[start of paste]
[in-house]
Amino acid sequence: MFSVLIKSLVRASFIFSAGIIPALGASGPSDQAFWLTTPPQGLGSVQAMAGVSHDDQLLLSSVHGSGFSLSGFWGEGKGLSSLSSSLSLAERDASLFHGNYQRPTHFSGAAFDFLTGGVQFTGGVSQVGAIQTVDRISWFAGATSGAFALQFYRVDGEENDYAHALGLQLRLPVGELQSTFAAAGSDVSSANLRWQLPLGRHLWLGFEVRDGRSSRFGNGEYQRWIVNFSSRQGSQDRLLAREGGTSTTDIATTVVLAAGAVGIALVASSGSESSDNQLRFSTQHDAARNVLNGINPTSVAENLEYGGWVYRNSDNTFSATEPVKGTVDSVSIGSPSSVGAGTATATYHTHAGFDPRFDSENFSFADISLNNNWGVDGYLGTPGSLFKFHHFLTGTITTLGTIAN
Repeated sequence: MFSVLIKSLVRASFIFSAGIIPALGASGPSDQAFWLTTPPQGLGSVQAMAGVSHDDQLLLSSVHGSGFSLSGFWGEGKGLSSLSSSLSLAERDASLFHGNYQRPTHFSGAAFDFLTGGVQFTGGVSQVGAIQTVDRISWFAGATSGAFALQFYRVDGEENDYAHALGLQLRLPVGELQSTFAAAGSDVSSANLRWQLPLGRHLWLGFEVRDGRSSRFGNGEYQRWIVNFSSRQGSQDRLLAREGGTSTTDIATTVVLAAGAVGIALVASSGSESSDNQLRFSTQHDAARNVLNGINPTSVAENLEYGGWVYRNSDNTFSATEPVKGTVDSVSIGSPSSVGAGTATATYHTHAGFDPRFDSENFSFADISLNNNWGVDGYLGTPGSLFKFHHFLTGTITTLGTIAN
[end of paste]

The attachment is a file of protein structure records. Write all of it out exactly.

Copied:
[in-house]
Amino acid sequence: MFSVLIKSLVRASFIFSAGIIPALGASGPSDQAFWLTTPPQGLGSVQAMAGVSHDDQLLLSSVHGSGFSLSGFWGEGKGLSSLSSSLSLAERDASLFHGNYQRPTHFSGAAFDFLTGGVQFTGGVSQVGAIQTVDRISWFAGATSGAFALQFYRVDGEENDYAHALGLQLRLPVGELQSTFAAAGSDVSSANLRWQLPLGRHLWLGFEVRDGRSSRFGNGEYQRWIVNFSSRQGSQDRLLAREGGTSTTDIATTVVLAAGAVGIALVASSGSESSDNQLRFSTQHDAARNVLNGINPTSVAENLEYGGWVYRNSDNTFSATEPVKGTVDSVSIGSPSSVGAGTATATYHTHAGFDPRFDSENFSFADISLNNNWGVDGYLGTPGSLFKFHHFLTGTITTLGTIAN
Repeated sequence: MFSVLIKSLVRASFIFSAGIIPALGASGPSDQAFWLTTPPQGLGSVQAMAGVSHDDQLLLSSVHGSGFSLSGFWGEGKGLSSLSSSLSLAERDASLFHGNYQRPTHFSGAAFDFLTGGVQFTGGVSQVGAIQTVDRISWFAGATSGAFALQFYRVDGEENDYAHALGLQLRLPVGELQSTFAAAGSDVSSANLRWQLPLGRHLWLGFEVRDGRSSRFGNGEYQRWIVNFSSRQGSQDRLLAREGGTSTTDIATTVVLAAGAVGIALVASSGSESSDNQLRFSTQHDAARNVLNGINPTSVAENLEYGGWVYRNSDNTFSATEPVKGTVDSVSIGSPSSVGAGTATATYHTHAGFDPRFDSENFSFADISLNNNWGVDGYLGTPGSLFKFHHFLTGTITTLGTIAN